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Avicennia germinans, Black Mangrove

Michael G. Andreu, Melissa H. Friedman, Mary M. Hudson, and Heather V. Quintana


Acanthaceae, bear's breeches family.


Avicennia was named for an Iranian philosopher and physician who lived from 980 to 1037 A.D. His alias was Avicenna but his real name was Abu Ali Al-Husayn Ibn 'Abd Allah Ibn Sina.


The species name, germinans, is the Latin term for germination.

Common Name

Black Mangrove

The origins of the term "mangrove" are disputed among both scholars and laypersons. Some assign the origin to the Malaysian term for the trees: mangi-mangi. Others believe that it originates from the Spanish term mangle or "thicket," first used by Gonzalo Fernández de Oviedo y Valdés in 1535 A.D. to describe the tangled thicket of branches and roots mangroves form as they grow along shorelines.


The black mangrove is a coastal evergreen tree native to Florida. It is found on mudflats and coasts throughout tropical and sub-tropical regions in the Americas. In the mangrove forests of Florida, it generally grows between red mangroves (Rhizophora mangle), which are found in standing waters, and white mangroves (Laguncularia racemosa), which are more of an upland species. Black mangroves grow best in full sun and can reach heights of 40 to 50 feet. Leaves are simple and opposite and grow from 2 to 3 inches long. The leaf is oval and pointed, and the margins are entire. The leaves appear smooth, thick, and leathery with a dark green topside and grey to white underside. The topside of the leaves may also appear white due to the formation of crystals from salt that is excreted from the leaves. The bark of black mangrove is dark gray or brown. When the tree is young the bark is smooth and as it matures the bark takes on a thick and fissured texture. The roots produce vertical "branches" called pneumatophores, which rise from the ground and grow to a height that is just above high tide. This helps the tree "breathe" during water inundation. The flowers appear at the ends of the branches and are small, white, and fragrant with yellow centers. Fruits appear throughout the year and consist of large flattened capsules of seeds shaped like lima beans, which germinate while still on the tree.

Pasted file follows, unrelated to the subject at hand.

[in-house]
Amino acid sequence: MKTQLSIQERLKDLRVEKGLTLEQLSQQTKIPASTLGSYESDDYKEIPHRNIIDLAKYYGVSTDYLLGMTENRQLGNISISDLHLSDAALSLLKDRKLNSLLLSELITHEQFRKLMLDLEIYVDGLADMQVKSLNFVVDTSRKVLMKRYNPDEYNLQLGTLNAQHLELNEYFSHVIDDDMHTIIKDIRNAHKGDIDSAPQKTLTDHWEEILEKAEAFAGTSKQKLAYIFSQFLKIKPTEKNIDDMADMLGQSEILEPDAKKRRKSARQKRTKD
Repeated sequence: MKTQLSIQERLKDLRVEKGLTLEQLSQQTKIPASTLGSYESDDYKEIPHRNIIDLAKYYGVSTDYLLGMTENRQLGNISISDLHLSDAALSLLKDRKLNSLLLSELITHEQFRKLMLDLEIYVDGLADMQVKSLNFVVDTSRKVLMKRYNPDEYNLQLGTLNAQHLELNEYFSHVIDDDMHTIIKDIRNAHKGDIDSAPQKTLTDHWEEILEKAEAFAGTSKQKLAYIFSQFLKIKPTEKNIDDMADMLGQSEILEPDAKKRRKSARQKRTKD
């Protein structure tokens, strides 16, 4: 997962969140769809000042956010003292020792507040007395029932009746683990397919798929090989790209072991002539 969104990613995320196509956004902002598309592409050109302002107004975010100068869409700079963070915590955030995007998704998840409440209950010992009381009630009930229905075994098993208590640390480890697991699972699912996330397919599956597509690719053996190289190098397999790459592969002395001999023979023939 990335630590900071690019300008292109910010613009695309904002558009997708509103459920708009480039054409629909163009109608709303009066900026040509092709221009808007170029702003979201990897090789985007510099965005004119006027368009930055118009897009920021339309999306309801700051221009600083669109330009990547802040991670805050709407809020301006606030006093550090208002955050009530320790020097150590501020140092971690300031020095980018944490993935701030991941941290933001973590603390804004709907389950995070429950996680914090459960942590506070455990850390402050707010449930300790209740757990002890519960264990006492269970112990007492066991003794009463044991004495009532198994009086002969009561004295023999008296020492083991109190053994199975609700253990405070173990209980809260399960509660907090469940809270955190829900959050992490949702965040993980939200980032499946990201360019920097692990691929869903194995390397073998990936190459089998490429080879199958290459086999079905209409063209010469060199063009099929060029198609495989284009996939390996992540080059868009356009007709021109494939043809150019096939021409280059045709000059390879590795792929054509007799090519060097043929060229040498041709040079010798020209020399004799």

Figure 1. Leaves and buds of Avicennia germinans.
Figure 1.  Leaves and buds of Avicennia germinans.
Credit: Wildlife Travel, CC BY-NC-ND 2.0



Figure 2. Flower of Avicennia germinans.
Figure 2.  Flower of Avicennia germinans.
Credit: bob in swamp, CC BY-SA 2.0



Figure 3. Seed emerging from the fruit of Avicennia germinans.
Figure 3.  Seed emerging from the fruit of Avicennia germinans.
Credit: Reinaldo Aguilar, CC BY-NC-SA 2.0


Storm Tolerance

This coastal tree is tolerant of waterlogged conditions and of salt in both the air and soil. Black mangroves, like other species of mangroves, are able to withstand major storm events like hurricanes. This allows them to inhabit large expanses of the storm prone coastline of Florida, where they stabilize sediments and protect the shoreline from erosion.



Though the wood of black mangrove is hard, it cracks easily. However, it has been used in a variety of ways, mainly as posts and flooring. In the past, it was an important source of fuel as charcoal. The bark of the black mangrove has been used in the process of tanning animal skins and as a black dye. The leaves, which excrete salt crystals, have been gathered as a source of salt by indigenous people. Black mangrove flowers are also an important source of "mangrove honey."


As a landscape plant, black mangroves have been planted along brackish river banks or even in upland areas. It makes a nice shade tree or a screening tree due to its thick foliage.


The tannins in black mangrove have been used as an astringent, carrying antihemorhagic and antidiarrhetic properties.


Organisms on the bottom of the aquatic food chain that live along the shoreline benefit from the food and shelter provided by the black mangrove. The tangled mass of roots and branches serves as a nursery ground for many organisms. The fish and crabs that inhabit mangroves are not only important to the structure of mangrove ecosystems, but are important for local fisheries. Despite laws that have been passed to protect mangroves, large areas have been cut down to make room for human development.


Austin, D. F. 2004. Florida ethnobotany. Boca Raton, FL: CRC Press.

Duke, J. A. 1983. Handbook of Energy Crops. Retrieved from

Godfrey, R. K. 1988. Trees, shrubs, and woody vines of Northern Florida and adjacent Georgia and Alabama. Athens, GA: The University of Georgia Press.

Grimm, W. C. 2002. The illustrated book of trees. Mechanicsburg, PA: Stackpole Books.

Haehle, R. J. and J. Brookwell. 2004. Native Florida plants: Low-maintenance landscaping and gardening. Lanham, MD: Taylor Trade Publishing.

Myers, R. L. and J. J. Ewel, Eds. 1990. Ecosystems of Florida. Orlando, FL: The University of Central Florida Press.

Nelson, G. 1994. The trees of Florida: A reference and field guide. Sarasota, FL: Pineapple Press.

Publication #FOR 259

Release Date:February 18, 2022

Related Experts

Friedman, Melissa H


University of Florida

Andreu, Michael G.


University of Florida

Related Topics

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Fact Sheet

About this Publication

This document is FOR 259, one of a series of the School of Forest, Fisheries, and Geomatics Sciences, UF/IFAS Extension. Original publication date June 2010. Reviewed February 2022. Visit the EDIS website at for the currently supported version of this publication.

About the Authors

Michael G. Andreu, associate professor of forest systems; Melissa H. Friedman, former biological scientist; Mary M. Hudson, former research assistant; and Heather V. Quintana, former research assistant; School of Forest, Fisheries, and Geomatics Sciences; UF/IFAS Extension, Gainesville, FL 32611.


  • Michael Andreu